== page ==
IPCC and IPBES warn against treating biodiversity loss and climate change as separate issues

The IPCC and IPBES report warns that biodiversity and climate change are interconnected issues that cannot be resolved independently of one other.

Climate change reducing the ice for polar bear

The Intergovernmental Panel on Climate Change (IPCC) and the Intergovernmental Science-Policy Platform on Biodiversity and Ecosystem Services (IPBES) collaborated for the first time at a virtual workshop in June 2021. “Tackling Biodiversity & Climate Crises Together and Their Combined Social Impactsis the result of their cooperation. 

Danger of separating complex issues

The report highlights that climate change and biodiversity loss are the most important issues of the past 150 years. Recognition exists in scientific and policy-making circles that these two phenomenon are interconnected. But, they are predominantly addressed separately. For example, each has its own international convention and intergovernmental body. 

This separation has led to policies that mitigate climate change and biodiversity loss independently of each other. It risks ongoing failure to identify, understand and deal with the connections between them. These issues are both driven by human economic activities and mutually reinforce each other. It is subsequently impossible to successfully tackle them individually.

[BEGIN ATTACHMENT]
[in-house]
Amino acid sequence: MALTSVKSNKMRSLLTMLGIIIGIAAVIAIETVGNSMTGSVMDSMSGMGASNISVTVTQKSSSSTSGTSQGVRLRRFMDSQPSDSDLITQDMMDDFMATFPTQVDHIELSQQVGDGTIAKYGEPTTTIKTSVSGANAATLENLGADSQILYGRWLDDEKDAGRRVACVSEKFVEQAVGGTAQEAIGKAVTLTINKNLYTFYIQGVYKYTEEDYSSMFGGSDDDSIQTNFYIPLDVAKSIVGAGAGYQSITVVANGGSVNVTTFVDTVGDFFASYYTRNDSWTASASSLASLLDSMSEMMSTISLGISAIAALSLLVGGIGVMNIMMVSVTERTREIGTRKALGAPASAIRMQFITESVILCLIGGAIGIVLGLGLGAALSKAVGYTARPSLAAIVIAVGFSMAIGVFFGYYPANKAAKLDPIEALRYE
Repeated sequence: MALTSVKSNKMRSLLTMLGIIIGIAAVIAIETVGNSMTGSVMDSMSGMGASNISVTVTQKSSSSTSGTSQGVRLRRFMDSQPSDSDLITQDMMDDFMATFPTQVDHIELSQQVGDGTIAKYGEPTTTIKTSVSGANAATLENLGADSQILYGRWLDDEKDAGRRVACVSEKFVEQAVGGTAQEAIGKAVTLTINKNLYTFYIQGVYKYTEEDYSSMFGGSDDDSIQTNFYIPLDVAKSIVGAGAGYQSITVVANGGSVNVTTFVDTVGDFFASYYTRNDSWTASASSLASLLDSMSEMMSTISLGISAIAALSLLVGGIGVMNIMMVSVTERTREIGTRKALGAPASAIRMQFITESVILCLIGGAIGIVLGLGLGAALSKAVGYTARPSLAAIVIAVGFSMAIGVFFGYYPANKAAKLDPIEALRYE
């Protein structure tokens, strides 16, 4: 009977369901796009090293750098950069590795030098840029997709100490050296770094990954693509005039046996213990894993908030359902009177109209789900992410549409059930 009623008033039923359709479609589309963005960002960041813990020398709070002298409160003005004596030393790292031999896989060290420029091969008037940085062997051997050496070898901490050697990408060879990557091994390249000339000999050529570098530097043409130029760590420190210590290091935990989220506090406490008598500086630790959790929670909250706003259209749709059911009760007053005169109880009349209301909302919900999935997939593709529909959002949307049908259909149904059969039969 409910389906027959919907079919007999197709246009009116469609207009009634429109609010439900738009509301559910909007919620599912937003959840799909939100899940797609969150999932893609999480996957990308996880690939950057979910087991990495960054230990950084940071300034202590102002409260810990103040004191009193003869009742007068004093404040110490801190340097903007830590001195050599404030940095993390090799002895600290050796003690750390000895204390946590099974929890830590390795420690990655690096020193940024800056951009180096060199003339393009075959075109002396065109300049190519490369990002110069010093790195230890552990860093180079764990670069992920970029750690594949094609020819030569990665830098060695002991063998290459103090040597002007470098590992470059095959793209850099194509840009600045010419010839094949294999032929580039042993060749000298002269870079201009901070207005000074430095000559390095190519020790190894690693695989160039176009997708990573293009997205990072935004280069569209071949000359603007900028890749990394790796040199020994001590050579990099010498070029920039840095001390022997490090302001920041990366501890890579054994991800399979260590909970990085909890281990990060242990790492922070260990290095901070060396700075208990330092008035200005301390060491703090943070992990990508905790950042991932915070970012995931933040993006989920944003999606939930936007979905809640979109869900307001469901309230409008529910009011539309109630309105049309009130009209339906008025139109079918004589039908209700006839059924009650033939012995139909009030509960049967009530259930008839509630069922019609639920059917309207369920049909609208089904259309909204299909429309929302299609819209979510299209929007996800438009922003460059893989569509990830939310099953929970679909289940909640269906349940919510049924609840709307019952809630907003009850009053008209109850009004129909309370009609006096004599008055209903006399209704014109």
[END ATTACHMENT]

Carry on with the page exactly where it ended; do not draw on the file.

Key report findings

To maximise benefits and achieve global development goals, it is crucial to address the synergies between combatting biodiversity loss and climate change. It is typical of complicated systems that the individual parts cannot be considered in isolation.

To resolve this, the joint IPCC and IPBES report aims to explore the many complex connections between the two. As the first joint collaboration between the intergovernmental bodies, it is a landmark activity for them both.

Solutions to climate change and biodiversity loss

The report’s authors find that there are many measures with the potential to make significant positive contributions for the climate and biodiversity. Likewise, they identify a number of narrowly-focused actions to combat climate change that can directly and indirectly harm nature and vice versa.

Moreover, they stress that though nature offers effective solutions to reduce the impact of climate change, they can only be effective when combined with substantial reductions in greenhouse gas emissions.